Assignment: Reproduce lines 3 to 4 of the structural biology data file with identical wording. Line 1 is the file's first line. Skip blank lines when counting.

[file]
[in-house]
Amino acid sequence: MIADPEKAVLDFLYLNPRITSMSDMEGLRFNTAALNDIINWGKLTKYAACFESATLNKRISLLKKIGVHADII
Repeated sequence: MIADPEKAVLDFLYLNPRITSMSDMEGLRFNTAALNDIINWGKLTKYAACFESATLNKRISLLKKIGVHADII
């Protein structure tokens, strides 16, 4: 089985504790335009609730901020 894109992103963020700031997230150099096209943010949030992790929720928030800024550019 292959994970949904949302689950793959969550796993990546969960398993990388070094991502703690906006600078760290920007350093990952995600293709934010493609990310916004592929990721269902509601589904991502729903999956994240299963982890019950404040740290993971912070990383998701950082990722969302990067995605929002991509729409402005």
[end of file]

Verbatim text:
Repeated sequence: MIADPEKAVLDFLYLNPRITSMSDMEGLRFNTAALNDIINWGKLTKYAACFESATLNKRISLLKKIGVHADII
């Protein structure tokens, strides 16, 4: 089985504790335009609730901020 894109992103963020700031997230150099096209943010949030992790929720928030800024550019 292959994970949904949302689950793959969550796993990546969960398993990388070094991502703690906006600078760290920007350093990952995600293709934010493609990310916004592929990721269902509601589904991502729903999956994240299963982890019950404040740290993971912070990383998701950082990722969302990067995605929002991509729409402005």